Sun News Digest


February 22, 2005


Ways to help reserves proposed

The financial pinch facing soldiers in the National Guard and Reserve, who are serving far longer terms of duty than they had expected, is prompting members of Congress to propose measures to help, including tax credits, loans and other benefits. [Page 1a]

Mudslides cause havoc in Calif.

Mudslides forced some people to flee their homes and might have trapped others yesterday as Southern California was soaked by the latest in a series of storms that were blamed for three deaths, stalled commuter rail service and power outages. [Page 3a]


500 Palestinians are released

Joyous West Bank and Gaza crowds greeted 500 newly released Palestinian prisoners after they were freed from Israeli custody in a goodwill gesture to further peace efforts. [Page 1a]

Bush goes on attack in Europe

President Bush scolded Russia for crackdowns on democracy, told Syria to get out of Lebanon and warned Iran against developing nuclear weapons. In his first major speech during his European trip, the president also repeatedly stressed the value of an alliance of the United States and Europe. [Page 1a]


Teens accused in killing of teacher

Two Baltimore County teens were charged with murder in the shotgun killing of a private-school educator in a botched robbery at Towson Town Center. They were arrested after a tip from a motorist who saw them leaving the scene and jotted down a description and license plate of the car. [Page 1a]

Program to train new principals

City and state educators are joining with a national nonprofit group to train Baltimore's next generation of school principals. The partnership, expected to provide 40 principals, is funded by $2.8 million in private money from local and national donors. [Page 1b]

Talk-show host also paid by state

WBAL-AM talk-show host Chip Franklin, who often comments on state government, and whose show often is a forum for Gov. Robert L. Ehrlich Jr., has been paid more than $30,000 in the past three years to appear in ads for the Maryland Lottery. [Page 1b]


`Saratoga' wins George Handicap

Saratoga County, who had trailed by five lengths, beat Don Six by a nose in the $200,000 General George Handicap at Laurel Park [Page 4c]

Steroid cover-up is alleged

Sprinter Kelli White, one of the athletes at the center of the BALCO scandal, said a doctor diagnosed her with narcolepsy to cover up use of a banned stimulant even though she never had the sleep disorder, the San Francisco Chronicle reported. [Page 7c]

Scott captures shortened Nissan

Adam Scott had a par on the first hole in a sudden-death playoff with Chad Campbell to win the rain-shortened Nissan Open in Los Angeles. It was the first 36-hole event on the PGA Tour in nine years. [Page 7c]


Marylanders due ID-theft letters

ChoicePoint, which collects and sells personal information about consumers to businesses, said 2,750 Marylanders will receive letters by the end of the week telling them that thieves might have gained access to their personal data, in potentially one of the largest identity theft cases ever. [Page 1a]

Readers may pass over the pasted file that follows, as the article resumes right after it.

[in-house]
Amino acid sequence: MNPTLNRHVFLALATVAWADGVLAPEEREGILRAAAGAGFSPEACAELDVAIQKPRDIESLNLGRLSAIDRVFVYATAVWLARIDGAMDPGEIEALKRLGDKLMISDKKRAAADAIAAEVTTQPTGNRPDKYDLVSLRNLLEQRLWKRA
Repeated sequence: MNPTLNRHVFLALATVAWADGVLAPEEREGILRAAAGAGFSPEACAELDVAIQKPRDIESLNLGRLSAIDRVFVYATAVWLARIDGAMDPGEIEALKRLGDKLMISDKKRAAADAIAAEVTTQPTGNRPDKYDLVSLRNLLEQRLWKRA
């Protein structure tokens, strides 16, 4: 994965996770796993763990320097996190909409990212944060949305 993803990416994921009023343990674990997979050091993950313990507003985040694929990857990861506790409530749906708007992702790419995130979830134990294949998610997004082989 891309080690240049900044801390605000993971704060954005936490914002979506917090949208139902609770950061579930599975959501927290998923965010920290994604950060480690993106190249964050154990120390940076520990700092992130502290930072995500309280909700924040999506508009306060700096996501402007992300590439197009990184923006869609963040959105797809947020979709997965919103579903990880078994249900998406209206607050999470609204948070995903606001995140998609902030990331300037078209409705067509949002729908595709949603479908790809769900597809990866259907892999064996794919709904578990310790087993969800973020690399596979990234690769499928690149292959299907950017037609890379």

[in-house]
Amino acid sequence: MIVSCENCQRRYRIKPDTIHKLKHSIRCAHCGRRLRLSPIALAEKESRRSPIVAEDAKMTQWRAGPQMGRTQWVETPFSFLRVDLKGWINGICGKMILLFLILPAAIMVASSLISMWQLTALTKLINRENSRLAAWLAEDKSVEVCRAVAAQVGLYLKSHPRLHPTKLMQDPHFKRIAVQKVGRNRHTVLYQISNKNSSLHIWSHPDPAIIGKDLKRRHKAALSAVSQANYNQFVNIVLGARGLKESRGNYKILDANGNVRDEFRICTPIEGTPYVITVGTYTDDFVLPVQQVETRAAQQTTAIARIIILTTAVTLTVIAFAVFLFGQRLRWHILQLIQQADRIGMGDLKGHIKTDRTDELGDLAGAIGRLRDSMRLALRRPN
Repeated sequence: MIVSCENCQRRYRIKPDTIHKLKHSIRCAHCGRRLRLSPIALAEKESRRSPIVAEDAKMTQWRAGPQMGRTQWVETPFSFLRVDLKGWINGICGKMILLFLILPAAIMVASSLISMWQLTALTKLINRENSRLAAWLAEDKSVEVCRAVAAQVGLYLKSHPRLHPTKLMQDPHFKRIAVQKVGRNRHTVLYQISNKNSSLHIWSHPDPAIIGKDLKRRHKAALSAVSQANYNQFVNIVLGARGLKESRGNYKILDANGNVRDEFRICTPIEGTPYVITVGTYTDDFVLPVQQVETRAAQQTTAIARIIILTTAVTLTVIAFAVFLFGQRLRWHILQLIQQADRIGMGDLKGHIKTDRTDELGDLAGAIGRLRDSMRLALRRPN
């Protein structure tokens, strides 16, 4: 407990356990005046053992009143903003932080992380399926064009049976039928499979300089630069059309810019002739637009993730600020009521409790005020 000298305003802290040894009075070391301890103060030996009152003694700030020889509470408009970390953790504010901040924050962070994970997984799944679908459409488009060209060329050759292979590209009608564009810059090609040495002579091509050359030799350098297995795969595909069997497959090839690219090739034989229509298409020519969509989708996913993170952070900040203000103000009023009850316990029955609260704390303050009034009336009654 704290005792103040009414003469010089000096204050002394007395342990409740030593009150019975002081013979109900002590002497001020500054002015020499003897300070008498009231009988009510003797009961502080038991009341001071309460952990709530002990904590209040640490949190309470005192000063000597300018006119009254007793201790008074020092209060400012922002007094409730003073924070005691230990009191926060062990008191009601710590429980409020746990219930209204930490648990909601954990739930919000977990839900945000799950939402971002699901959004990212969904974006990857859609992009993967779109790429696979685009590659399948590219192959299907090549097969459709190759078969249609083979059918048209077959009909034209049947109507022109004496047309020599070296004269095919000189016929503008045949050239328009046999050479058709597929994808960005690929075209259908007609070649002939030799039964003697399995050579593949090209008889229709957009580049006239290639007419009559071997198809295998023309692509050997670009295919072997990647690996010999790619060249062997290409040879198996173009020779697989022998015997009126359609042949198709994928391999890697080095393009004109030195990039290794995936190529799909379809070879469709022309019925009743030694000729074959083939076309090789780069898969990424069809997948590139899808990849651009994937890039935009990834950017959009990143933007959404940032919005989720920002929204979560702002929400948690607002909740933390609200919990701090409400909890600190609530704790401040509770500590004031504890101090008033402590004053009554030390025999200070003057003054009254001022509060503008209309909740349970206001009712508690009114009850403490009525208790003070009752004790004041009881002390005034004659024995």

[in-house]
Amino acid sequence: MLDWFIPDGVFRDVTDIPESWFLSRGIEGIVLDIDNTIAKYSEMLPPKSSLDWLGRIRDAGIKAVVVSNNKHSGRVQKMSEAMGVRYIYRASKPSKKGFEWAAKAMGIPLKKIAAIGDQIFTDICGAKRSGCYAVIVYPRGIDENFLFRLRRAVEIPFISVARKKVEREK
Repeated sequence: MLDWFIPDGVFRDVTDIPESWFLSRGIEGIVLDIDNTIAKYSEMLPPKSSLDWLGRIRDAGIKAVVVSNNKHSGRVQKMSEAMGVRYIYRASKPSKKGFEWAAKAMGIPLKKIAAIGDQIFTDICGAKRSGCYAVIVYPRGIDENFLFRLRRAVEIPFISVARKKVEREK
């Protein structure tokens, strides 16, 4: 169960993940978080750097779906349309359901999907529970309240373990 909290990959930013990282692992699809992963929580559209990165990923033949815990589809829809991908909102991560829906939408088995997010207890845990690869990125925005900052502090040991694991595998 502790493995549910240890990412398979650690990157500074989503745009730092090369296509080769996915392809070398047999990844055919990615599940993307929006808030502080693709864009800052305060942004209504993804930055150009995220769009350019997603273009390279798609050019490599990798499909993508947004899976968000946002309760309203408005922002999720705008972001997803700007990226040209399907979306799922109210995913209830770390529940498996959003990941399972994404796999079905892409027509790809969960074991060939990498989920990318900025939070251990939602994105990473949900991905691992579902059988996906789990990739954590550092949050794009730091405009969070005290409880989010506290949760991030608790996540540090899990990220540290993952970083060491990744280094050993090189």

CareFirst to absorb HMO tax

CareFirst BlueCross BlueShield said it will absorb a 2 percent HMO premium tax imposed to help solve a medical-malpractice insurance crisis, rather than raising rates of 330,000 Maryland members this year. The legislature approved the tax to try to stabilize malpractice-liability premiums. [Page 1a]

Clinics on hold awaiting licensing

Eight emergency health-care clinics in the area have put most services on hold while the company that runs them awaits a state licensing approval it didn't know it needed. Since Feb. 12, nurse practitioners at the MinuteClinic sites in some Target stores have not been able to diagnose problems or write prescriptions. [Page 8c]


Tribute to Hunter S. Thompson

Hunter S. Thompson left his mark on American literature, and it likely will persist. Thompson, found dead at age 67 of a self-inflicted gunshot wound at his home in rural Colorado, was one of the earliest and best-known practitioners of New Journalism, or, as he called it, "Gonzo Journalism." [Page 1d]

`Frontline' looks at soldiers in Iraq

For Dog Company, life in Iraq is long-stretches of anxiety, interrupted by explosions and bursts of confusion, injury and death. That's the story and the dominant image of A Company of Soldiers, a Frontline documentary airing tonight on PBS that takes viewers inside the lives of nine U.S. soldiers from the 8th Cavalry Regiment. [Page 1d]

Some good from `Wife Swap' show

Despite the titillation inherent in the title of ABC's Wife Swap, this is a kinder and gentler reality television show. At worst, there are bruised feelings and a few tears. A Baltimore family featured prominently in the episode airing tomorrow night says genuine good came out of the show. [Page 1d]



Speaking yesterday in Brussels, Belgium, President Bush appealed for greater cooperation with European nations in seeking democratic reforms in the Middle East. Read the full text of the speech.


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"When a country's at war, it should make an attempt to have the sacrifices shared. Most Americans are not affected."

Rep. Tom Lantos, who wants to help part-time soldiers facing financial hardships from long Iraq deployments (Article, Page 1A)

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